Light absorption and bole volume growth of individual Douglas-fir trees

Tree Physiol. 2000 Mar;20(5_6):323-332. doi: 10.1093/treephys/20.5-6.323.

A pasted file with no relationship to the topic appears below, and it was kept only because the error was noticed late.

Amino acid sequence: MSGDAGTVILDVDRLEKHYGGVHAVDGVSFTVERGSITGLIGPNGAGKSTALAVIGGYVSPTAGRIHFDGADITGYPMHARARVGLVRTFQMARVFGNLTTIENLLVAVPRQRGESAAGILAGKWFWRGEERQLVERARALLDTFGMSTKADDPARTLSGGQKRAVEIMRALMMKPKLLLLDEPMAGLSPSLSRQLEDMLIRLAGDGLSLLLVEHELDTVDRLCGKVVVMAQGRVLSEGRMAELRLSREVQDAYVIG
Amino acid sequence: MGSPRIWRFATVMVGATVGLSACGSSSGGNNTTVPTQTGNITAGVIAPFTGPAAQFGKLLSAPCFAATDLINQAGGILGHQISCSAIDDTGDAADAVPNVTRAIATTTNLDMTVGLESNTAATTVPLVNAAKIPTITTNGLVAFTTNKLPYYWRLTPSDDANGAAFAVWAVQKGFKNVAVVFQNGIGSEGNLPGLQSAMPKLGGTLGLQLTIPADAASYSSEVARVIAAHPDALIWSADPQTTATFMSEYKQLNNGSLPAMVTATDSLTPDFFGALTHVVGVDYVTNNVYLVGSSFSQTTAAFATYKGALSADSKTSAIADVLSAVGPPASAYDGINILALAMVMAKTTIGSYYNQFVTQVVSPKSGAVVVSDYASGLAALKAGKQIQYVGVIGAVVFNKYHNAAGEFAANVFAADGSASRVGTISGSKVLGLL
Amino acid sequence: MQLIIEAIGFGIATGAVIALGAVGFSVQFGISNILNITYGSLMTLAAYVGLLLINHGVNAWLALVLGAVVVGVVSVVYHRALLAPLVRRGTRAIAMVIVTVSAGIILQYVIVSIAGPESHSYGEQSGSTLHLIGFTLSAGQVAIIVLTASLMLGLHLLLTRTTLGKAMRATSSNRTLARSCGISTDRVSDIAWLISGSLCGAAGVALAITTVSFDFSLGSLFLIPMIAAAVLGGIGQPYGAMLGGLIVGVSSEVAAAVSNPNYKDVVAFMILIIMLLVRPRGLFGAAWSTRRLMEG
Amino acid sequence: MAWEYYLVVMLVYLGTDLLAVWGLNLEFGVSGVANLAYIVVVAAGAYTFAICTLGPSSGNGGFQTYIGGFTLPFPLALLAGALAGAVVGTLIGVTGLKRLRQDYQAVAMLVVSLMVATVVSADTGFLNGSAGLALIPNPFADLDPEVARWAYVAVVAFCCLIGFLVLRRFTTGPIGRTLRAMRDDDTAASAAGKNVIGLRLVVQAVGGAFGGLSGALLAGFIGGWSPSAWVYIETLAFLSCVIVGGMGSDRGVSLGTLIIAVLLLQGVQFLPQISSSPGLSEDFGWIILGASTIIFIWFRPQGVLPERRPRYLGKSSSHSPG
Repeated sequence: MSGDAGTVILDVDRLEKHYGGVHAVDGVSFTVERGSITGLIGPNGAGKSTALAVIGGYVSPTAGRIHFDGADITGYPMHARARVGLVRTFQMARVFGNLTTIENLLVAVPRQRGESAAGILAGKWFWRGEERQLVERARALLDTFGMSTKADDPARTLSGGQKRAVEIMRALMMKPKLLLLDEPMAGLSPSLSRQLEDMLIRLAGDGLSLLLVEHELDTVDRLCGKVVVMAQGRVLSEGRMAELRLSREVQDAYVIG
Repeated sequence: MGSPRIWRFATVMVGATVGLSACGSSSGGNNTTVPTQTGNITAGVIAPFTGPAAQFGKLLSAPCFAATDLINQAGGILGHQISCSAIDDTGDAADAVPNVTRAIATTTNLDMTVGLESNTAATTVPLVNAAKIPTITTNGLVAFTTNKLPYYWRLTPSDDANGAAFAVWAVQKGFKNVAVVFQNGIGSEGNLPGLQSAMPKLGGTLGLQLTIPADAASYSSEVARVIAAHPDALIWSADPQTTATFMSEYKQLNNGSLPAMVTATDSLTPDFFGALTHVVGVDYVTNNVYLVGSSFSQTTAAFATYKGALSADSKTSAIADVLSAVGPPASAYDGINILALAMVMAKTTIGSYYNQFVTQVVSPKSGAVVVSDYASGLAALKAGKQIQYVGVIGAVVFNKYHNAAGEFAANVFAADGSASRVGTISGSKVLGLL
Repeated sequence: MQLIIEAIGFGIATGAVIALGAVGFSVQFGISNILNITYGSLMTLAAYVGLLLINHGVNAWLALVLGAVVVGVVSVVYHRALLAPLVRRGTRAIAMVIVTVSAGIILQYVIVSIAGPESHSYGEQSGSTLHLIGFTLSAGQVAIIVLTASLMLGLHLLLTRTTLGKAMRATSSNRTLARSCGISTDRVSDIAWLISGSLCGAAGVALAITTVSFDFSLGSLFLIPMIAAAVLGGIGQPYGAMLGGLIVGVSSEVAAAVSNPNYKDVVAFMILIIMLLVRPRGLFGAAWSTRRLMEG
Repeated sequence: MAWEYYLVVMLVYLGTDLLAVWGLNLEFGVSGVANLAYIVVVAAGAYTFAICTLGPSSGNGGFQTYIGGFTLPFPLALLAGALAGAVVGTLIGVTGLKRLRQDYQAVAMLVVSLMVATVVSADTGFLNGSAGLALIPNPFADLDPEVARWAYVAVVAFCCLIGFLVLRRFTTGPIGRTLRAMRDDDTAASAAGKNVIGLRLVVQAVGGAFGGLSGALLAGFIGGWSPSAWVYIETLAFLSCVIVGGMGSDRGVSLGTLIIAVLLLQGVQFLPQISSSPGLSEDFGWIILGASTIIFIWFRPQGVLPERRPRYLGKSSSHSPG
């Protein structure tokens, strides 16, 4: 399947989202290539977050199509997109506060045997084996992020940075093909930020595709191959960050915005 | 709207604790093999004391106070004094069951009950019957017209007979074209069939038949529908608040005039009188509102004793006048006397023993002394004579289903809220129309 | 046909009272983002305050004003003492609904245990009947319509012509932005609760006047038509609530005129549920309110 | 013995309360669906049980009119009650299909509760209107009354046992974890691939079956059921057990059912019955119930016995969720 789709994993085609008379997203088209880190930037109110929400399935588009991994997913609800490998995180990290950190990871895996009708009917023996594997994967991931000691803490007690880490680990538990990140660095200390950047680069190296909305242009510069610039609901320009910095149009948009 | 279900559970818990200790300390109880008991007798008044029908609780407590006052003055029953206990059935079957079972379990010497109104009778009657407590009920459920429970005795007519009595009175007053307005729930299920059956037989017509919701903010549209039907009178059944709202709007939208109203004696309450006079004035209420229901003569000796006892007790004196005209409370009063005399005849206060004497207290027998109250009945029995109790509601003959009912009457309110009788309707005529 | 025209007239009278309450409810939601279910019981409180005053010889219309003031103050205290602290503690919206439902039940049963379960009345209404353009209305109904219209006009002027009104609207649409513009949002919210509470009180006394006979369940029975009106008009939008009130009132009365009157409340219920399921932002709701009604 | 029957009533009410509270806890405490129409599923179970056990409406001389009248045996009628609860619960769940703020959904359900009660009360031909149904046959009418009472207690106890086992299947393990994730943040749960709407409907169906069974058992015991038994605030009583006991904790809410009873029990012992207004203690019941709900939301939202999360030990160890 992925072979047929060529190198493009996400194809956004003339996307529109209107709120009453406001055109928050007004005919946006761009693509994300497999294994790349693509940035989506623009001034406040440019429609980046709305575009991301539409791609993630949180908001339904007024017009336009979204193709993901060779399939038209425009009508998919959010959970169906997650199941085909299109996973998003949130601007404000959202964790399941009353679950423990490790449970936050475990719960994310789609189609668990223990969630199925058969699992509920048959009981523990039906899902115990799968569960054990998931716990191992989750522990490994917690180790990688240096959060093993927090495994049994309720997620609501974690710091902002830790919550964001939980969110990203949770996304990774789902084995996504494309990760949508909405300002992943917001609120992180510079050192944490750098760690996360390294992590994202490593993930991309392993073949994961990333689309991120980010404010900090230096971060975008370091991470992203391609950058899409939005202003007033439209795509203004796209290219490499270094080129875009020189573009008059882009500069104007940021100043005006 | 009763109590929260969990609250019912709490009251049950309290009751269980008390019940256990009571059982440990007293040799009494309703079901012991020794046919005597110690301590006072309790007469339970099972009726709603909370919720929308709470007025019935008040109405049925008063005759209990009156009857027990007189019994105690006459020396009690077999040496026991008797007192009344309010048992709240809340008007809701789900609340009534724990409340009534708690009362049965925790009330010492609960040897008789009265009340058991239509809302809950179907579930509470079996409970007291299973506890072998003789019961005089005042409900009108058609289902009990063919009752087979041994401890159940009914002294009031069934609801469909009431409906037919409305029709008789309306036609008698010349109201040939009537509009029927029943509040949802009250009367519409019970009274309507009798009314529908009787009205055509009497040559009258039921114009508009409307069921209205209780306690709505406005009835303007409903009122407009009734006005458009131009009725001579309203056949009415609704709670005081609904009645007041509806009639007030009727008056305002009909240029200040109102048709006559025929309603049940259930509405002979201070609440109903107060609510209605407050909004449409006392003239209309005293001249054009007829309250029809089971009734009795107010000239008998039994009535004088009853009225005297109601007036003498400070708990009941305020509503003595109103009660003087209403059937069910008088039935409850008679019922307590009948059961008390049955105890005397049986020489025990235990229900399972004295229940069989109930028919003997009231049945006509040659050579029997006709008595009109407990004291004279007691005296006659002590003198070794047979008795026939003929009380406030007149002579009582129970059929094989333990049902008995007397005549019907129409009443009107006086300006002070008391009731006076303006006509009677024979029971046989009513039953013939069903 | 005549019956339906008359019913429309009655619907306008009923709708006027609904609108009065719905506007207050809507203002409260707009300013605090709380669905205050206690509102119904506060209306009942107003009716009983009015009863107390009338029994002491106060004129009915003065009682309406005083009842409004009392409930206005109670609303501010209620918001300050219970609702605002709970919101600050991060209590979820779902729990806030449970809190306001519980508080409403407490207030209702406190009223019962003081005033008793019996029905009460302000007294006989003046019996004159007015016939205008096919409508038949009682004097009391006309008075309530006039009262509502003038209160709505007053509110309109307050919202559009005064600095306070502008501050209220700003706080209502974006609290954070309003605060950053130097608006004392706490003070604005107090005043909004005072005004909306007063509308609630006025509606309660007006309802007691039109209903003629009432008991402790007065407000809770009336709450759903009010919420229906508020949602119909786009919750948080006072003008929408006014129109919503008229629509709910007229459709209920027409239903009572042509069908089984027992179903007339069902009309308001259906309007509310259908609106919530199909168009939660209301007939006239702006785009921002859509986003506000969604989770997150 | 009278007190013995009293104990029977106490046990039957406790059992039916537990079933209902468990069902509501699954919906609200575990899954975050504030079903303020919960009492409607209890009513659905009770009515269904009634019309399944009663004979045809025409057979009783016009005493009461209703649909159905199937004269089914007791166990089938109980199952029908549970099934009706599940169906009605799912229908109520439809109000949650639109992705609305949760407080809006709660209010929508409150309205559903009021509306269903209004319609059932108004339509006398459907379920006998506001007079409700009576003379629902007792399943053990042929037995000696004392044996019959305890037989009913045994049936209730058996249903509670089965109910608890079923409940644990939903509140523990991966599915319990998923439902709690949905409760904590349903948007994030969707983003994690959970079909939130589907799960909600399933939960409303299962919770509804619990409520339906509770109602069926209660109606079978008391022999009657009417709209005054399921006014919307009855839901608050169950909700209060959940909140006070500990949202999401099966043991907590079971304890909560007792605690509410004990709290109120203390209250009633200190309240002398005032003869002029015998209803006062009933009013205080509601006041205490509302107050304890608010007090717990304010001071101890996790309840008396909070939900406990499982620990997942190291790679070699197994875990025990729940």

Empirical growth and yield models for forest management are evolving toward individual-tree models that are capable of simulating the growth of mixed and uneven-aged stands. Spatially explicit (i.e., distance-dependent) models usually modify the growth of trees by means of competition indices; however, these competition indices rarely simulate the light available for tree growth explicitly. We used tree growth data from an even-aged, unthinned, 50-year-old Douglas-fir (Pseudotsuga menziesii (Mirb.) Franco) stand in British Columbia to test the hypothesis that the amount of absorbed light is a good predictor of diameter at breast height, height, and bole volume growth of an individual tree. We also explored the relationships between these variables. A spatially explicit light model was used to simulate photosynthetically active radiation absorbed by individual trees during a growth period (APAR) based on detailed canopy architecture information. For the purpose, we used a weighted leaf area (WLA) that is linearly related to APAR. Because of the integration of light absorption by a tree crown, estimates of WLA were highly correlated with leaf area for dominant trees. For suppressed trees, leaf area was a poor estimator of WLA. The relationship between WLA and bole volume growth was nonlinear, indicating a higher light-use efficiency in suppressed trees than in dominant trees. This relationship was strong enough to be useful for growth modeling. Only height growth of suppressed trees was affected by WLA. We conclude that single-tree WLA can be used as a process-oriented competition index in growth models for forest management.